As the father of a teenage daughter I am sometimes, reluctantly, forced to admit that upon rare occasions my parents were right about a few things. One was asking for permission first rather than asking for forgiveness after the fact, or in my case as a teenager the untoward event. Another was my mother’s admonition that you are judged by the company you keep. I thought about that truism when I read an article in the Financial Times (FT) yesterday, entitled “Steinmetz unit won Guinea mining riches corruptly, inquiry says”, by reporter Tom Burgis.
The article relates the long running story of the BSG Resources’ (BSGR) winning of the multi-billion mining concession for the Simandou iron-ore mine in the country of Guinea, which was awarded to the company at the end of the reign of the country’s former dictator Lansana Conté, before he died in 2008. According to a report prepared by the current government of Guinea, BSGR won the contract by paying bribes to his fourth wife Mamadie Touré in the form of cash and shares “to help ensure those rights were stripped from Anglo-Australian miner Rio-Tinto and granted to BSGR.”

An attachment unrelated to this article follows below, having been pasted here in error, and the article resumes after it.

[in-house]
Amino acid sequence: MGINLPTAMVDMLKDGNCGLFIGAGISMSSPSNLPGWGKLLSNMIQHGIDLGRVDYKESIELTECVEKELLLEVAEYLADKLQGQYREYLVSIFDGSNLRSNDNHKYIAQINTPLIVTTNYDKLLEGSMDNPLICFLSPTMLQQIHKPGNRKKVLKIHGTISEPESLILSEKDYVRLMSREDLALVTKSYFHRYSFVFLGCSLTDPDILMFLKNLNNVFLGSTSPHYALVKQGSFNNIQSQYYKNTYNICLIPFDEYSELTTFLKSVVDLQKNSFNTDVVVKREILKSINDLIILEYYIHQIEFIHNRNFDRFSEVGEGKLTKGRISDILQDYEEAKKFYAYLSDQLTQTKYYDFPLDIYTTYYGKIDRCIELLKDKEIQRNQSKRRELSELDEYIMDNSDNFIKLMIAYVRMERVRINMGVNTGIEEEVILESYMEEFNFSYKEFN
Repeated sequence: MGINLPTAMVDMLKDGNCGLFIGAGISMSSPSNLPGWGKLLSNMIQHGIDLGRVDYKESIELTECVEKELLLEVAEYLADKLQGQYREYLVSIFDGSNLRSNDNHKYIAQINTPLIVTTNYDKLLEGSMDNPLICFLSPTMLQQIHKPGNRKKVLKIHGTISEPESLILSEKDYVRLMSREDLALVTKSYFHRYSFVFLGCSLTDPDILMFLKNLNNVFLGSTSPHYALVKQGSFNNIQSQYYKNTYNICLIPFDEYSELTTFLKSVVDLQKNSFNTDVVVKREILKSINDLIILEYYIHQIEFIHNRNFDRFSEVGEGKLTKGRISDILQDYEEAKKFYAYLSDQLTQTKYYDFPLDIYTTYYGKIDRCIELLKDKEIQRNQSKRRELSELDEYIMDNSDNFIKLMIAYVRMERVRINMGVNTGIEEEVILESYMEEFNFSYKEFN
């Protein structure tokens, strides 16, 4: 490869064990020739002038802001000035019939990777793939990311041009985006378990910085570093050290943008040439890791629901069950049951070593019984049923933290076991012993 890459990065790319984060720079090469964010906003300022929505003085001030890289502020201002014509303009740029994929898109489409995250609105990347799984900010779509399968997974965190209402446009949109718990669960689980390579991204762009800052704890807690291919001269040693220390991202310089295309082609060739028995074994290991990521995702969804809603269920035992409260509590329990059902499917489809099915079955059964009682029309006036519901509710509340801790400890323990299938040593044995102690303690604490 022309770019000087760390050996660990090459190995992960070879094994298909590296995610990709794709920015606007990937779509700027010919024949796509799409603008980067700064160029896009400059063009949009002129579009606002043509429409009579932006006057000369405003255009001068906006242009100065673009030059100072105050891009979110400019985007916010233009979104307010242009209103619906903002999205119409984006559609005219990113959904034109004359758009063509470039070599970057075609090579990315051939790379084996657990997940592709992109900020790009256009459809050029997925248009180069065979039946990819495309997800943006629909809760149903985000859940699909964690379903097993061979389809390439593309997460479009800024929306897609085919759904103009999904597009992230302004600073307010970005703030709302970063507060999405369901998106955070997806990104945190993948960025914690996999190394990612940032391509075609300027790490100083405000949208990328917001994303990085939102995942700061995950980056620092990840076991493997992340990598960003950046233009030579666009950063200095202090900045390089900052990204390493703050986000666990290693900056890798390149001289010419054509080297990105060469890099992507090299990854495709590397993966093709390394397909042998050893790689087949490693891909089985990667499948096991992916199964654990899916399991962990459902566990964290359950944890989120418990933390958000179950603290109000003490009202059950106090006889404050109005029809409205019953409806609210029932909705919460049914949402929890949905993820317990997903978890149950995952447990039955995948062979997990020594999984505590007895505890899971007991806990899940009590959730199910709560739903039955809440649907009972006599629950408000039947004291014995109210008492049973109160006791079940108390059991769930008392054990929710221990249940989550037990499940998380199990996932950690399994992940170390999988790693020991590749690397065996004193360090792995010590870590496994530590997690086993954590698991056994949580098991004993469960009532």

Of course there is also the tale of BSGR employee/agent/representative/other Frederic Cilins who contacted Ms. Touré in the US and offered to pay her some $5MM to retrieve the contracts which detailed the payments she was to receive from BSGR. It turned out that there was a Grand Jury investigation going on over BSGR at the time and by now Ms. Touré was a cooperating witness with the Department of Justice (DOJ). Cilins was arrested, charged with and pled guilty to obstruction of justice.
BSGR has denied all of these allegations and says that it received the rights to the mining concession fair and square ...Zum vollständigen Artikel